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Series of HP Pavilion laptops released in 2015. The 15-p is more difficult to service then later 15-x models.

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Has anyone done a screen replacement?

Hi

I have a hp pavilion 15-P005AX and the screen has black lines through it and was wondering if it was easy enough and cheap enough to replace just the screen?

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Hi @antsgamingau ,

Here's the maintenance and service guide, taken from this support webpage for the laptop.

Go to p.90 to view the procedure to replace the LCD panel.

The HP part number for your particular LCD panel is 762513-001. It can usually be found on the back of the panel somewhere if you wish to verify. Search online using the part number only, to find suppliers that suit you best.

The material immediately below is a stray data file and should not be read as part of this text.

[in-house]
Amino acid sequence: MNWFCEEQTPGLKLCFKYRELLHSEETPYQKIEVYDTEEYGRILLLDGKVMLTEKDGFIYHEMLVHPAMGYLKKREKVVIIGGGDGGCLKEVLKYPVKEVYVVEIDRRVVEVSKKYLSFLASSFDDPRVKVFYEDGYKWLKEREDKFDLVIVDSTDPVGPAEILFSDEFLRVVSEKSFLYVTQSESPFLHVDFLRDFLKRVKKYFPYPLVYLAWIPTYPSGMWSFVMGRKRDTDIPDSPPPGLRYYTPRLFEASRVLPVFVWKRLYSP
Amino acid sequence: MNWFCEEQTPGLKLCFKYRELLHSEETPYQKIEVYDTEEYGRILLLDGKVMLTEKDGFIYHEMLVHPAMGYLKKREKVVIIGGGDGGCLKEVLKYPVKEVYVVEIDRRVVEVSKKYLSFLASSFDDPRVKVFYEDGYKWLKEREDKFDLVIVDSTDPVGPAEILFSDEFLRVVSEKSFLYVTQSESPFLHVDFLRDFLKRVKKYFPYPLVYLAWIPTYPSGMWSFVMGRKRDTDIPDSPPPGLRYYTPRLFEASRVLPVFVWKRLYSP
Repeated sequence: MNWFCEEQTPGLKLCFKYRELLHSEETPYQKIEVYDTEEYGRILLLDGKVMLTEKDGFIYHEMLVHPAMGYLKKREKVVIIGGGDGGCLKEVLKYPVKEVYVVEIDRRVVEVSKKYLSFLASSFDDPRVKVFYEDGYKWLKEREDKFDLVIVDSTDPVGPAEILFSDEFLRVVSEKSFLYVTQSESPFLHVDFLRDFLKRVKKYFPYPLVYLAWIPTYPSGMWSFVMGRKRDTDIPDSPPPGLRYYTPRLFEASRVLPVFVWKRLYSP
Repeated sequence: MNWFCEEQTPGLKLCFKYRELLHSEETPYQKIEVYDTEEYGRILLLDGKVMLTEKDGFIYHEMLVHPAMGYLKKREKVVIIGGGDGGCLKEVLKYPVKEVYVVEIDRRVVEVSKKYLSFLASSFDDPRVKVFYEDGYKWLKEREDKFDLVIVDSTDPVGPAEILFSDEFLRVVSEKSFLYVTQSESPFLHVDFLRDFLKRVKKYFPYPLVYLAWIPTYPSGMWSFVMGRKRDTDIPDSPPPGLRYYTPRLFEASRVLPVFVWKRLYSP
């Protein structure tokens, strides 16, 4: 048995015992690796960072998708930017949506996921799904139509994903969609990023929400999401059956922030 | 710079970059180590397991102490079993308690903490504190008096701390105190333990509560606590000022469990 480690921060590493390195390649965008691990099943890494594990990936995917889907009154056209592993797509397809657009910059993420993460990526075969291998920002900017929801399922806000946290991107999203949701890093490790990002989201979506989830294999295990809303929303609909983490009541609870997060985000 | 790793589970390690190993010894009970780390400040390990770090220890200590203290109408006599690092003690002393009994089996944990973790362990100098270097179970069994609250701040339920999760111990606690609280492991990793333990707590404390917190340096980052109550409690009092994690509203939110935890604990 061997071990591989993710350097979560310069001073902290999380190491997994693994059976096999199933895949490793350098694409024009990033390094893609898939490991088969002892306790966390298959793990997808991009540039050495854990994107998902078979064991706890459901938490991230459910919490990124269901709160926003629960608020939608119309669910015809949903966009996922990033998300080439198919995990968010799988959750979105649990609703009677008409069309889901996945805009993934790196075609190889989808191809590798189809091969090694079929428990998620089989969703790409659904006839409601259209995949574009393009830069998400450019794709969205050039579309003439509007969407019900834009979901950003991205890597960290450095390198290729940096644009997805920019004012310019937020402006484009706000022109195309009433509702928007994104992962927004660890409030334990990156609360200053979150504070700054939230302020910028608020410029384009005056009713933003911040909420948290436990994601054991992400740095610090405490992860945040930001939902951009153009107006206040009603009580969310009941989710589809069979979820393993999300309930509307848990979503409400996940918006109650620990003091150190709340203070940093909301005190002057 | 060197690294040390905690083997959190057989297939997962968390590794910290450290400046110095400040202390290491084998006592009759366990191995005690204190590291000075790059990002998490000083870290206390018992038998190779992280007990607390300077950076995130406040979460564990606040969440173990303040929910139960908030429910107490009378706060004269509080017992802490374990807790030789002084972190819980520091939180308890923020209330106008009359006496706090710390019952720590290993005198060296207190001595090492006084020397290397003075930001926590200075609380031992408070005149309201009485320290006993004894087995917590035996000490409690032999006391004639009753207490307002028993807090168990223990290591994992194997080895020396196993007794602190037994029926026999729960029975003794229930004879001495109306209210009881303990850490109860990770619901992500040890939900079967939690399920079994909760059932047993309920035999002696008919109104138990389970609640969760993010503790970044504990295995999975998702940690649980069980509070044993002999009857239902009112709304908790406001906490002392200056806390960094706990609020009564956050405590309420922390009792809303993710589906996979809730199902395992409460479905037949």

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Is it worth replacing?

@antsgamingau

It depends on what you want it for.

It is now 7 years old so it may be showing its age.

Performance could be improved by installing a SSD and maybe increasing the ram but it is DDR3 ram which is also showing its age especially if gaming.

Did you prove that it is the LCD panel by connecting an external monitor to the laptop and checked its display? Also try moving the lid back and forth very slowly and check what happens to the lines. It may be due to a damaged video cable where it passes through the hinge to get between the motherboard and the lid.